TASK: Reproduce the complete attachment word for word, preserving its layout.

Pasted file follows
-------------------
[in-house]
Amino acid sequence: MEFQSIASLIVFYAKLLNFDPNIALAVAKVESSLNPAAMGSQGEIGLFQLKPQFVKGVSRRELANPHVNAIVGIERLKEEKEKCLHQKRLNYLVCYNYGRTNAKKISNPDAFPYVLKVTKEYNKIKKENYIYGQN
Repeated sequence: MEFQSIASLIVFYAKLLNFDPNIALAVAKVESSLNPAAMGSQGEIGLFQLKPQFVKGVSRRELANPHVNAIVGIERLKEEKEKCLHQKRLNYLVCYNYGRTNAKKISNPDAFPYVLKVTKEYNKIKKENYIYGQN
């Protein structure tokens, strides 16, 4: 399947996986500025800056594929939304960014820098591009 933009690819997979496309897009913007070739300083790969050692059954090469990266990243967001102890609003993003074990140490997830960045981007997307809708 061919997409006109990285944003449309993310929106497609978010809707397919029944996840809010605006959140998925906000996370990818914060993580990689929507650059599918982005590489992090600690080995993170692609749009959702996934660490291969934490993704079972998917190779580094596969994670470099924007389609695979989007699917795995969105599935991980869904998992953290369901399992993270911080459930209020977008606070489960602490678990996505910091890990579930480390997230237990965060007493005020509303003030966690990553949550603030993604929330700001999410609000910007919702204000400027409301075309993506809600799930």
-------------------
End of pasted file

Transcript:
[in-house]
Amino acid sequence: MEFQSIASLIVFYAKLLNFDPNIALAVAKVESSLNPAAMGSQGEIGLFQLKPQFVKGVSRRELANPHVNAIVGIERLKEEKEKCLHQKRLNYLVCYNYGRTNAKKISNPDAFPYVLKVTKEYNKIKKENYIYGQN
Repeated sequence: MEFQSIASLIVFYAKLLNFDPNIALAVAKVESSLNPAAMGSQGEIGLFQLKPQFVKGVSRRELANPHVNAIVGIERLKEEKEKCLHQKRLNYLVCYNYGRTNAKKISNPDAFPYVLKVTKEYNKIKKENYIYGQN
């Protein structure tokens, strides 16, 4: 399947996986500025800056594929939304960014820098591009 933009690819997979496309897009913007070739300083790969050692059954090469990266990243967001102890609003993003074990140490997830960045981007997307809708 061919997409006109990285944003449309993310929106497609978010809707397919029944996840809010605006959140998925906000996370990818914060993580990689929507650059599918982005590489992090600690080995993170692609749009959702996934660490291969934490993704079972998917190779580094596969994670470099924007389609695979989007699917795995969105599935991980869904998992953290369901399992993270911080459930209020977008606070489960602490678990996505910091890990579930480390997230237990965060007493005020509303003030966690990553949550603030993604929330700001999410609000910007919702204000400027409301075309993506809600799930």